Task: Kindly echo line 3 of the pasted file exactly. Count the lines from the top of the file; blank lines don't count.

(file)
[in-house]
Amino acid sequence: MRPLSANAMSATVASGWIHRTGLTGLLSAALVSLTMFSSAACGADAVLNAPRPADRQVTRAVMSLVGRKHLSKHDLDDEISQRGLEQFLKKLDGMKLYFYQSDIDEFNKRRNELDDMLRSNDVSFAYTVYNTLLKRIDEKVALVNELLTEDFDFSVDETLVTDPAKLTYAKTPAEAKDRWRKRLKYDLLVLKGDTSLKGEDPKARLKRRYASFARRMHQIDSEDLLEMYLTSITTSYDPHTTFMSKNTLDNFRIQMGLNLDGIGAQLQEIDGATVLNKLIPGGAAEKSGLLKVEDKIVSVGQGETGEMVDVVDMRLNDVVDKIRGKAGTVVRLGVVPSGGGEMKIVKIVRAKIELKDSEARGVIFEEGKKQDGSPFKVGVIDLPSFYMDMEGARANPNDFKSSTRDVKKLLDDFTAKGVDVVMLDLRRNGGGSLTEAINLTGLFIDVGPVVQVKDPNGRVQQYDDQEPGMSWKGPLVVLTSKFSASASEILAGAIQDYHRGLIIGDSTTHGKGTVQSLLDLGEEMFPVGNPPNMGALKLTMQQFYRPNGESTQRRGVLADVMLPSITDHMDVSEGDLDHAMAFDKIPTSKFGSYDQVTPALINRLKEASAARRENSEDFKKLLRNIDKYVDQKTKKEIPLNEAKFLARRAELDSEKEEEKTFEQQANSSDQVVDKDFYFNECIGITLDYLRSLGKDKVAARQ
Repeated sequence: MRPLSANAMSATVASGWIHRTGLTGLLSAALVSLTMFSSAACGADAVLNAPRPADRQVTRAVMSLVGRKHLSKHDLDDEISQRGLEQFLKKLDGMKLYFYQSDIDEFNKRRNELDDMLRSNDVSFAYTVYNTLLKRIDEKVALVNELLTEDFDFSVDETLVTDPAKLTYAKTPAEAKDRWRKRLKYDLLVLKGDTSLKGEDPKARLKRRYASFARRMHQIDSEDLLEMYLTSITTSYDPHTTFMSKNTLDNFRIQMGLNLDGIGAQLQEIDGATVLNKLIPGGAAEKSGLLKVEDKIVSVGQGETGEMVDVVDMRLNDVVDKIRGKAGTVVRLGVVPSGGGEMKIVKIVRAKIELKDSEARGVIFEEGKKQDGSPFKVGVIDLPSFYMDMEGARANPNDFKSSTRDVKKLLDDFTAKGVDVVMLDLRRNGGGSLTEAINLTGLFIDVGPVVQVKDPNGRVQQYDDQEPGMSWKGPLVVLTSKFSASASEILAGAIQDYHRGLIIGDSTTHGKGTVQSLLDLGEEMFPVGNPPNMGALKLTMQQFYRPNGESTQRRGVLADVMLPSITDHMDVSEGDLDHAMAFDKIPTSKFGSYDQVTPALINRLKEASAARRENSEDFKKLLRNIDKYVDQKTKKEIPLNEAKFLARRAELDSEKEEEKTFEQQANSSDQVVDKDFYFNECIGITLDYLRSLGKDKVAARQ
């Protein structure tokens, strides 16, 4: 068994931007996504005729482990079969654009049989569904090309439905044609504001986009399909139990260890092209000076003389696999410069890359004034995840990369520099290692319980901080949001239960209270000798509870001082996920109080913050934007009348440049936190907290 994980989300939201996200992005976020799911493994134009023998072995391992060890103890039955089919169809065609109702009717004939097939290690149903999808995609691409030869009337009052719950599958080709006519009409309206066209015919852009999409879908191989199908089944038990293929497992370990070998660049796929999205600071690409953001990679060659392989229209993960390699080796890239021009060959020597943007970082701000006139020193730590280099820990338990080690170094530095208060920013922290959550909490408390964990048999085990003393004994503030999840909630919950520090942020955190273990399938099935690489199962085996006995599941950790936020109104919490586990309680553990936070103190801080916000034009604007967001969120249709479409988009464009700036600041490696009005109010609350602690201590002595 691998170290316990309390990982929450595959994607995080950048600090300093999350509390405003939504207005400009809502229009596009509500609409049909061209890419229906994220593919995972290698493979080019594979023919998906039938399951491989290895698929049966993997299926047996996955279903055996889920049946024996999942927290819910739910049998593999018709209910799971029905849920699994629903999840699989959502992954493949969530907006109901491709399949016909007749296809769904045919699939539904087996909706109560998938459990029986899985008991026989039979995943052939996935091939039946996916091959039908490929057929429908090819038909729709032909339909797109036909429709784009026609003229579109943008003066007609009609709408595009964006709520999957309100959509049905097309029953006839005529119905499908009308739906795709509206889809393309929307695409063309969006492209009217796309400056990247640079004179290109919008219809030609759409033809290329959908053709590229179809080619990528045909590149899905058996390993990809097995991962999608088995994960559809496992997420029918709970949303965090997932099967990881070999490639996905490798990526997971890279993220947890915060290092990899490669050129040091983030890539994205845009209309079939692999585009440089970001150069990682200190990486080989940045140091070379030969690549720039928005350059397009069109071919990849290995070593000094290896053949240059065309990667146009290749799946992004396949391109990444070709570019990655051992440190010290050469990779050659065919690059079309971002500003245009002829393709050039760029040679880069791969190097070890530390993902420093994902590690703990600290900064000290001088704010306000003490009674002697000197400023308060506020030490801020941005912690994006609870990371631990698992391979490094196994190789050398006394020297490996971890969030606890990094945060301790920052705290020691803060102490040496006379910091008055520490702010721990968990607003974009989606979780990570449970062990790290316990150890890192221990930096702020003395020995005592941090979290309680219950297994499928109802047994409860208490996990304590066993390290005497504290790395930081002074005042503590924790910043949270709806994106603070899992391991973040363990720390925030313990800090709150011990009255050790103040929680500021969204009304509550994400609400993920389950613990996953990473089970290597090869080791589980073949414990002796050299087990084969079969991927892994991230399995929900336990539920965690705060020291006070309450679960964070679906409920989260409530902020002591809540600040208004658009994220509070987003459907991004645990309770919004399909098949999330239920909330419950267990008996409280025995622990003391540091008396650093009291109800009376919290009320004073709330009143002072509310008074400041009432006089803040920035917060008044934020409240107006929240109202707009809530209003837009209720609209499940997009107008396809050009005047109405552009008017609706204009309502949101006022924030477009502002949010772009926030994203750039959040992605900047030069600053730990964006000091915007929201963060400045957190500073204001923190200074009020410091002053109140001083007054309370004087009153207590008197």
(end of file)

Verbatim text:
Repeated sequence: MRPLSANAMSATVASGWIHRTGLTGLLSAALVSLTMFSSAACGADAVLNAPRPADRQVTRAVMSLVGRKHLSKHDLDDEISQRGLEQFLKKLDGMKLYFYQSDIDEFNKRRNELDDMLRSNDVSFAYTVYNTLLKRIDEKVALVNELLTEDFDFSVDETLVTDPAKLTYAKTPAEAKDRWRKRLKYDLLVLKGDTSLKGEDPKARLKRRYASFARRMHQIDSEDLLEMYLTSITTSYDPHTTFMSKNTLDNFRIQMGLNLDGIGAQLQEIDGATVLNKLIPGGAAEKSGLLKVEDKIVSVGQGETGEMVDVVDMRLNDVVDKIRGKAGTVVRLGVVPSGGGEMKIVKIVRAKIELKDSEARGVIFEEGKKQDGSPFKVGVIDLPSFYMDMEGARANPNDFKSSTRDVKKLLDDFTAKGVDVVMLDLRRNGGGSLTEAINLTGLFIDVGPVVQVKDPNGRVQQYDDQEPGMSWKGPLVVLTSKFSASASEILAGAIQDYHRGLIIGDSTTHGKGTVQSLLDLGEEMFPVGNPPNMGALKLTMQQFYRPNGESTQRRGVLADVMLPSITDHMDVSEGDLDHAMAFDKIPTSKFGSYDQVTPALINRLKEASAARRENSEDFKKLLRNIDKYVDQKTKKEIPLNEAKFLARRAELDSEKEEEKTFEQQANSSDQVVDKDFYFNECIGITLDYLRSLGKDKVAARQ